Despite the enduring popularity of Anzac Day, there are those who are not drawn into its commemorations. Many a returned soldier has never marched preferring to bury the past and allow nothing, not even Anzac Day, resurrect the memories and the trauma. As one reflected recently, “I don’t like Anzac Day, my father returned from war an alcoholic, he was a gentleman sober, but violent when drunk.”
Post traumatic stress, as we now call it, didn’t have a name then and was never diagnosed at the time. Australia lost many young men in both WWI and WWII, but not only on the battlefield. There were too many who returned physically and or mentally wounded. The scars of war are still carried today by wives, sons, daughters and grandchildren.
There are others, who despite the scars of war, stop on Anzac Day to remember family members and the prices they paid. Without idealising war, they remember in the midst of their pain. They are confronted with the futility of war, but thankful for the giving of lives in the hope of making for a better world.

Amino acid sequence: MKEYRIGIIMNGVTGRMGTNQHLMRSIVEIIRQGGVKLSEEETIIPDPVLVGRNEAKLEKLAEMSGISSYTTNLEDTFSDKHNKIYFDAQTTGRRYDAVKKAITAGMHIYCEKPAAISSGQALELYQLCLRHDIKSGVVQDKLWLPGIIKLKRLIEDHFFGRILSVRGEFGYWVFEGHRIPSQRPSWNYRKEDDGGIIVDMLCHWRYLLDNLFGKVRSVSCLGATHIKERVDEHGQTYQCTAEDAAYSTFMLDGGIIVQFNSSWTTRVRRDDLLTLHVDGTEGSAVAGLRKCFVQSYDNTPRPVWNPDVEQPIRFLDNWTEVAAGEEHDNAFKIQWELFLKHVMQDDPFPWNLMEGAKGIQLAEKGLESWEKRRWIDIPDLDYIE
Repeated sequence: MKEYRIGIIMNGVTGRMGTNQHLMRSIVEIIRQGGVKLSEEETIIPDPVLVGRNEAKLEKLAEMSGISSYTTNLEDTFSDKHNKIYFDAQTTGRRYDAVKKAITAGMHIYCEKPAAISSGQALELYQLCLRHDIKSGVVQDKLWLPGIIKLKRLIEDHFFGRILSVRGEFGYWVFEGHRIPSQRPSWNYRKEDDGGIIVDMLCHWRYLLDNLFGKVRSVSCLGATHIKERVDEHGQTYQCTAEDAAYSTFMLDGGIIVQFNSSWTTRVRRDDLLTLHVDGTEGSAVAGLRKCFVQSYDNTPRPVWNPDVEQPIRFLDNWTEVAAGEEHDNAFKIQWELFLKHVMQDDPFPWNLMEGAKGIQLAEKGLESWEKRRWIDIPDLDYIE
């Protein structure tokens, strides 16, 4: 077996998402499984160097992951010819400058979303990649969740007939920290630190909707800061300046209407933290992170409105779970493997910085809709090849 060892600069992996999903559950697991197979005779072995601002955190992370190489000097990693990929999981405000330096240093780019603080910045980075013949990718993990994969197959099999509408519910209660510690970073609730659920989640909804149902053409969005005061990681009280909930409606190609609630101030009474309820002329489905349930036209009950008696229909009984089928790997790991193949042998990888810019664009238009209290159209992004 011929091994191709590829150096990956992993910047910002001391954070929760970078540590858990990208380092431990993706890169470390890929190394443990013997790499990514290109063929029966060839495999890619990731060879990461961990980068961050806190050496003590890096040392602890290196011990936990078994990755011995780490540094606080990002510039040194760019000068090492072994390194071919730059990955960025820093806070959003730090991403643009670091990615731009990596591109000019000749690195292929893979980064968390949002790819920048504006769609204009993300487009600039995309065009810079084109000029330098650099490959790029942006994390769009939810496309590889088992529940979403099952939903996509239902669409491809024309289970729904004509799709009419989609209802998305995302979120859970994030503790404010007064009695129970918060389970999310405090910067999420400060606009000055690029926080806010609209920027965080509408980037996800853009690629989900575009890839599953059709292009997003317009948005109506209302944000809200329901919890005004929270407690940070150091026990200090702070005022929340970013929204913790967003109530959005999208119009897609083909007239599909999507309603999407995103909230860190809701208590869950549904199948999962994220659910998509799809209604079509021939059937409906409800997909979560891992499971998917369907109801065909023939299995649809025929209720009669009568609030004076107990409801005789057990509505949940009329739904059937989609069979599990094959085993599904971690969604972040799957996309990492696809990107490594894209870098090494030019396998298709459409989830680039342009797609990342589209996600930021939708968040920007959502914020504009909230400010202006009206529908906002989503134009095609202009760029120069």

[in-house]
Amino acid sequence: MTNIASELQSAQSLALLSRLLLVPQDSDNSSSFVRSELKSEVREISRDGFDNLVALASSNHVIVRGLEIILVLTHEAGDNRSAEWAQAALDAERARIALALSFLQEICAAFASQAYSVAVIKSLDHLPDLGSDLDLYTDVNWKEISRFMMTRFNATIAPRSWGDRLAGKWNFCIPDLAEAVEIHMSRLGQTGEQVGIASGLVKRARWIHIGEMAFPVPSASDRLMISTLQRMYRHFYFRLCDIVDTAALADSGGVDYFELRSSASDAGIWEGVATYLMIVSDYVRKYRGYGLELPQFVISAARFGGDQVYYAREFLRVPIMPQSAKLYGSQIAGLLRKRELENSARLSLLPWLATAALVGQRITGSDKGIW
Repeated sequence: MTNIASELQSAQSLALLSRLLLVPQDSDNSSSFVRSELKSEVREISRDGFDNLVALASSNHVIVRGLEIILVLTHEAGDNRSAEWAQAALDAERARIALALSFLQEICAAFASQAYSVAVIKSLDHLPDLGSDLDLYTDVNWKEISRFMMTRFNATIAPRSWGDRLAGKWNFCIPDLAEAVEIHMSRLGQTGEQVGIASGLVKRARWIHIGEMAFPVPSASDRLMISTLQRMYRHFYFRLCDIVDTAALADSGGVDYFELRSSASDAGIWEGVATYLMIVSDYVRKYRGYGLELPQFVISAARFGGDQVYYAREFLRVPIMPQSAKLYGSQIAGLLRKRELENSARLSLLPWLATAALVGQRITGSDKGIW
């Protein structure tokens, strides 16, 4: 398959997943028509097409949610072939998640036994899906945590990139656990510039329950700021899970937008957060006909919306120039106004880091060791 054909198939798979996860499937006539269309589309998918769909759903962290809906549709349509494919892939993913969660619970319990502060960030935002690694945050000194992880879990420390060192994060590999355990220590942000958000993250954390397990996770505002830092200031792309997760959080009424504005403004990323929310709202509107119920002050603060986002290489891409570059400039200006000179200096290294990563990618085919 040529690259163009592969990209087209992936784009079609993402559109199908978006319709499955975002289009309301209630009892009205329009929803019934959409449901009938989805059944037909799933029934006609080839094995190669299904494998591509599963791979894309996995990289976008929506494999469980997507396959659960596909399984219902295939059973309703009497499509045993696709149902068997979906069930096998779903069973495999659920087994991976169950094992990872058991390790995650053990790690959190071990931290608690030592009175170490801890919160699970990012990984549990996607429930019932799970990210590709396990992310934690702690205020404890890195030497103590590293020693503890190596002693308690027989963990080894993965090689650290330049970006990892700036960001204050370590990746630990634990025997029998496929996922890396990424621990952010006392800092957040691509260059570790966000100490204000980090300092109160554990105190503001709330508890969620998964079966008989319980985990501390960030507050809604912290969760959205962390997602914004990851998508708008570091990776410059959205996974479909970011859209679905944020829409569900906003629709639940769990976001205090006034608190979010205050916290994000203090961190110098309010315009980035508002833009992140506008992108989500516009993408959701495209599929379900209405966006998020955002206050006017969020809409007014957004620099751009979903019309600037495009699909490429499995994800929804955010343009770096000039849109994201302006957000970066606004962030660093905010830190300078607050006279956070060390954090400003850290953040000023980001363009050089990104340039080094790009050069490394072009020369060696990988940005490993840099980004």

This perhaps comes closer to the ‘spirit’ of the Anzac. Although not commonly acknowledged, the diaries and the stories of the first Anzacs reveal how faith and religion were part of Gallipoli with many finding comfort in Scripture, song and prayer as they confronted the possibility of dying.
Then as Australians began to erect war memorials across our country in every rural town, they found inspiration from Jesus and quoted in King James English with Jesus’ words, “Greater love hath no man than this, that a man lay down his life for his friends” (John 15:13). Even at our modern Anzac Day commemorations we still sing the old hymns as we search to find reverence and meaning in our services.
Perhaps here is the spiritual link—the giving of oneself for others. Anzac Day commemorates what others did on our behalf and every time we celebrate the Lord’s Supper, we commemorate what Jesus did for us. Perhaps it is here that Easter and Anzac Day overlap and why Australians find Anzac Day strangely moving and spiritual.
Have you ever attend an Anzac Day March? What was your experience? Did it make you stop and think?
I’d be keen to know your thoughts!
Stephen L Baxter